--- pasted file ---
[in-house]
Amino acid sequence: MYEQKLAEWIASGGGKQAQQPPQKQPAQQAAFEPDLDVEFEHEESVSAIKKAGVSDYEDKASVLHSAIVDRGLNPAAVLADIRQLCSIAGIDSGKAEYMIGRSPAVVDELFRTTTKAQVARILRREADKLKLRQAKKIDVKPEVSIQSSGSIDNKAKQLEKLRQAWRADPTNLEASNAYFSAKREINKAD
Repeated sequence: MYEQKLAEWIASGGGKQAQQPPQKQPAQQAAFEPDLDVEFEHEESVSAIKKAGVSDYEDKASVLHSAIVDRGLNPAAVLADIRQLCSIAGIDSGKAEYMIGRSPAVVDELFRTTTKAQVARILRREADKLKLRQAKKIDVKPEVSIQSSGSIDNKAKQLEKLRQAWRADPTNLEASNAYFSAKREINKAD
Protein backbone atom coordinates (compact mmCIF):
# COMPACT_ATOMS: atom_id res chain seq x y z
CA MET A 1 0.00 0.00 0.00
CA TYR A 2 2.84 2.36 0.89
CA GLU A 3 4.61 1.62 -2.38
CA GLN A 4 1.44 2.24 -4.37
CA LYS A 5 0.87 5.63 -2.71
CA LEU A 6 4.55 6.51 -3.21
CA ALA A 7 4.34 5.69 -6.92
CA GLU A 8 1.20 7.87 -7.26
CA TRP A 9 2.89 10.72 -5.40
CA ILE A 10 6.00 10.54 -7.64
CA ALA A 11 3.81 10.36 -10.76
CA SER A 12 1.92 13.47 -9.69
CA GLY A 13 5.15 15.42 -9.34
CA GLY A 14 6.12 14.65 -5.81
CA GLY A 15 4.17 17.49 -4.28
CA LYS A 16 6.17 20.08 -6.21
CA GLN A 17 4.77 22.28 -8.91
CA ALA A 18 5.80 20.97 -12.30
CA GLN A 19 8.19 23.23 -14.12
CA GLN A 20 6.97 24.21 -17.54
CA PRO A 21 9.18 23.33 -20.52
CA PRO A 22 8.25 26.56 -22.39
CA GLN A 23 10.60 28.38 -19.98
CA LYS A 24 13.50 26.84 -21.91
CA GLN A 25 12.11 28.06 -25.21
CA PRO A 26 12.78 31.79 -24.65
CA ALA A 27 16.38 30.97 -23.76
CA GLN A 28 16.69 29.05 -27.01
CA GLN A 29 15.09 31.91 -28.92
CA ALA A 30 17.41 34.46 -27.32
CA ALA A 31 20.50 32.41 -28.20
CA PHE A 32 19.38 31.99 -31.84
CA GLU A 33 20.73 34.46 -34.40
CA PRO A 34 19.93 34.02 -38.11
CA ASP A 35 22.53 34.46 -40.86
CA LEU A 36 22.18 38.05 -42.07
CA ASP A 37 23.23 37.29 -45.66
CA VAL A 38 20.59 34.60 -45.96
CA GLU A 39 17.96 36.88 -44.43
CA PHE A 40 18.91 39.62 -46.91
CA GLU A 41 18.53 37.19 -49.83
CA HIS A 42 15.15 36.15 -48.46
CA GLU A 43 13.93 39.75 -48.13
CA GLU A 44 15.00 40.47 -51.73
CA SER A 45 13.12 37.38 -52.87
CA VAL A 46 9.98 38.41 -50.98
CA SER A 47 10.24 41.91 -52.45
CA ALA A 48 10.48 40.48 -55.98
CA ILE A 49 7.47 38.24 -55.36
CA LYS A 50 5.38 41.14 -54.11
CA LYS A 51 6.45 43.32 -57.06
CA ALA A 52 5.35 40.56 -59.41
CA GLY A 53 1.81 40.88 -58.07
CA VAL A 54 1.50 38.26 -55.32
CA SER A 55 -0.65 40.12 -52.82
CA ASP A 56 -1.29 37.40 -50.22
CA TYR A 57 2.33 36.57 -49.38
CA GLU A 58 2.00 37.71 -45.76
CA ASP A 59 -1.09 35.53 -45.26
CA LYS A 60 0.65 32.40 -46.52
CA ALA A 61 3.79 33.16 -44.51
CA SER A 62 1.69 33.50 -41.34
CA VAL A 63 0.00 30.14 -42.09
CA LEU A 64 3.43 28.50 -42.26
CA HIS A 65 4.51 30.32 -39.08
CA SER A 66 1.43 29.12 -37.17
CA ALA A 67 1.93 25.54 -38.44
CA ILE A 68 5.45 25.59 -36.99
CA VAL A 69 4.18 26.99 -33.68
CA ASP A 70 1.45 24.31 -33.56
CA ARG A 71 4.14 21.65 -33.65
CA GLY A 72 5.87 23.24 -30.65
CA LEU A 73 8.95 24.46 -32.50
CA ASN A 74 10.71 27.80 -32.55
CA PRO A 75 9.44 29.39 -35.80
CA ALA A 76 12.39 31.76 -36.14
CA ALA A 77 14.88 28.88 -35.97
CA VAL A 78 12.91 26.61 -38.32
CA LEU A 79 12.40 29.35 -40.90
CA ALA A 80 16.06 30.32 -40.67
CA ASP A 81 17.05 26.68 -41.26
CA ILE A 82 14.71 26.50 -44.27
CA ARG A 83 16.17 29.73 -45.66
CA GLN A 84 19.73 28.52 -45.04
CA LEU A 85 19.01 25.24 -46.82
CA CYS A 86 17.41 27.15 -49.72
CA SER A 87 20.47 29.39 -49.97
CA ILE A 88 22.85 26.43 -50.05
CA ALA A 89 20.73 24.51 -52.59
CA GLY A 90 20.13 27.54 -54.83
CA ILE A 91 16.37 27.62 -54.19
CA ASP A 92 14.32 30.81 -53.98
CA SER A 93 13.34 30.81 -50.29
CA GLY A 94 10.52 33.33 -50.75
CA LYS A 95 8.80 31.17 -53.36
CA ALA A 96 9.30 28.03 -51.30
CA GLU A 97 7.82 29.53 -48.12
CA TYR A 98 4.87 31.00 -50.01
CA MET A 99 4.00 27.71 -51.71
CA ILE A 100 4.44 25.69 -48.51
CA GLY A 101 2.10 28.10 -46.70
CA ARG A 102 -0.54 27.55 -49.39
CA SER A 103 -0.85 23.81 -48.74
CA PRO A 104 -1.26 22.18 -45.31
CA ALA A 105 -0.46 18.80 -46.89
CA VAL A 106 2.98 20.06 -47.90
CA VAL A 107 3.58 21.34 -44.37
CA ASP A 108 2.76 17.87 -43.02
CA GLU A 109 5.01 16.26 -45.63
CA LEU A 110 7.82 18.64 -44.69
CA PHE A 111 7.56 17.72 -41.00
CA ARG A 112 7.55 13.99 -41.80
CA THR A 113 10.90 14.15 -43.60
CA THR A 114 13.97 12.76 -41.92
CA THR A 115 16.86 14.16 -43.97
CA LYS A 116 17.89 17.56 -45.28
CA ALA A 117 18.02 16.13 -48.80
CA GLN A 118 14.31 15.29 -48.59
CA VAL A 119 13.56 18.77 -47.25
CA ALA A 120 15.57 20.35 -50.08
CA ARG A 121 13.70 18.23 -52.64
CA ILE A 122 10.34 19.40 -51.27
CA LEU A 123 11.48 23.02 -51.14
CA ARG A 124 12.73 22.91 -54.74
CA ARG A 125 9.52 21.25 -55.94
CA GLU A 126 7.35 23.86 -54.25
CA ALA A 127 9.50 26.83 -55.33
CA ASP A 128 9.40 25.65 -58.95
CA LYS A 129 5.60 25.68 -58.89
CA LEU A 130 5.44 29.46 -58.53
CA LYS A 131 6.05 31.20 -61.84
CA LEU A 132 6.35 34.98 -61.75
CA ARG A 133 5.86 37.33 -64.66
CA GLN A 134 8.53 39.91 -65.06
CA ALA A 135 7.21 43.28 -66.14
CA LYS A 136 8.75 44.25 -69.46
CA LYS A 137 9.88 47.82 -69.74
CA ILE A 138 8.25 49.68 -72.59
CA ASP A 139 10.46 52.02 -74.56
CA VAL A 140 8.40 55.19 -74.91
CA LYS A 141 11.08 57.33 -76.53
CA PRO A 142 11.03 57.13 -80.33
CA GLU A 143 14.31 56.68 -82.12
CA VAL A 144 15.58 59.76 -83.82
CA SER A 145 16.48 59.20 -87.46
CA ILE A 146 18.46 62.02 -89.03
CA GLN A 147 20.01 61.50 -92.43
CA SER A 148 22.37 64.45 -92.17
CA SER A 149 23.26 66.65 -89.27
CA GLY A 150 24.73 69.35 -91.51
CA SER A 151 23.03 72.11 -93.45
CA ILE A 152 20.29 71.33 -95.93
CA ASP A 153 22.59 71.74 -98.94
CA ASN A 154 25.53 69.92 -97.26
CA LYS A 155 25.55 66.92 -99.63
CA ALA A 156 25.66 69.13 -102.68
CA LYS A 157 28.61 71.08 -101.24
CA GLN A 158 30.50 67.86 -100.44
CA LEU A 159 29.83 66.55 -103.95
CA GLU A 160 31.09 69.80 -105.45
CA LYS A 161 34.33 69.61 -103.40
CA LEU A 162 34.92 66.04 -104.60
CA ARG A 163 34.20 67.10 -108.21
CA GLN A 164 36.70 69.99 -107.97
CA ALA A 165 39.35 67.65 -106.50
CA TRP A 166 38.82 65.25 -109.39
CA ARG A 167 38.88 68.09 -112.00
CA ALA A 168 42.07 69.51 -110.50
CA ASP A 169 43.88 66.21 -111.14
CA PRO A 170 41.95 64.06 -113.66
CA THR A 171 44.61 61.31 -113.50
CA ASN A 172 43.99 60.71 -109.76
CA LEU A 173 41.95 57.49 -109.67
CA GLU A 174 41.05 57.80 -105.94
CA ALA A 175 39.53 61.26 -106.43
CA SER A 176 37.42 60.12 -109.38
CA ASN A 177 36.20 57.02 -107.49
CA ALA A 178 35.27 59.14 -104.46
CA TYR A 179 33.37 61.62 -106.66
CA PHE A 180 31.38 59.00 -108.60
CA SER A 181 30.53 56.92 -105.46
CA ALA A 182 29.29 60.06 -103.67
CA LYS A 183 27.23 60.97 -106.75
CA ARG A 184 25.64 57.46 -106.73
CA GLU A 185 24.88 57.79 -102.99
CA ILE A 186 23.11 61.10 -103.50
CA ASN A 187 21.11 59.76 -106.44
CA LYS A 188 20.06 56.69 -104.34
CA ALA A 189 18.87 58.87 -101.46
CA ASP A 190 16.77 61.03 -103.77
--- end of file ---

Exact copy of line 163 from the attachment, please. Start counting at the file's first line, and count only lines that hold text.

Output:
CA GLN A 158 30.50 67.86 -100.44